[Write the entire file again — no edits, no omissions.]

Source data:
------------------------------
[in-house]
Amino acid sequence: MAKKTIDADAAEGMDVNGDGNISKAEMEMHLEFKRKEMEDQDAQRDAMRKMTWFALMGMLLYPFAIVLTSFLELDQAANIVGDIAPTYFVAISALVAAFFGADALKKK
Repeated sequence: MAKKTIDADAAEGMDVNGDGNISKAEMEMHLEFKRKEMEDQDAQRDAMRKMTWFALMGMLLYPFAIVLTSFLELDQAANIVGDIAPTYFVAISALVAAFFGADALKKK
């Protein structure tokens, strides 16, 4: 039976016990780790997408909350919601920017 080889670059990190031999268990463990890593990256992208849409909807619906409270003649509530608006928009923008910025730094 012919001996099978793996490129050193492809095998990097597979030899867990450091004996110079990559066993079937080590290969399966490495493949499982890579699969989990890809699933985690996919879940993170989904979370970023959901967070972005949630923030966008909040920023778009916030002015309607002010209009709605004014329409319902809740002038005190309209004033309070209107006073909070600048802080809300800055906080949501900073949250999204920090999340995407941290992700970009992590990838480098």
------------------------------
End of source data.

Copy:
[in-house]
Amino acid sequence: MAKKTIDADAAEGMDVNGDGNISKAEMEMHLEFKRKEMEDQDAQRDAMRKMTWFALMGMLLYPFAIVLTSFLELDQAANIVGDIAPTYFVAISALVAAFFGADALKKK
Repeated sequence: MAKKTIDADAAEGMDVNGDGNISKAEMEMHLEFKRKEMEDQDAQRDAMRKMTWFALMGMLLYPFAIVLTSFLELDQAANIVGDIAPTYFVAISALVAAFFGADALKKK
């Protein structure tokens, strides 16, 4: 039976016990780790997408909350919601920017 080889670059990190031999268990463990890593990256992208849409909807619906409270003649509530608006928009923008910025730094 012919001996099978793996490129050193492809095998990097597979030899867990450091004996110079990559066993079937080590290969399966490495493949499982890579699969989990890809699933985690996919879940993170989904979370970023959901967070972005949630923030966008909040920023778009916030002015309607002010209009709605004014329409319902809740002038005190309209004033309070209107006073909070600048802080809300800055906080949501900073949250999204920090999340995407941290992700970009992590990838480098």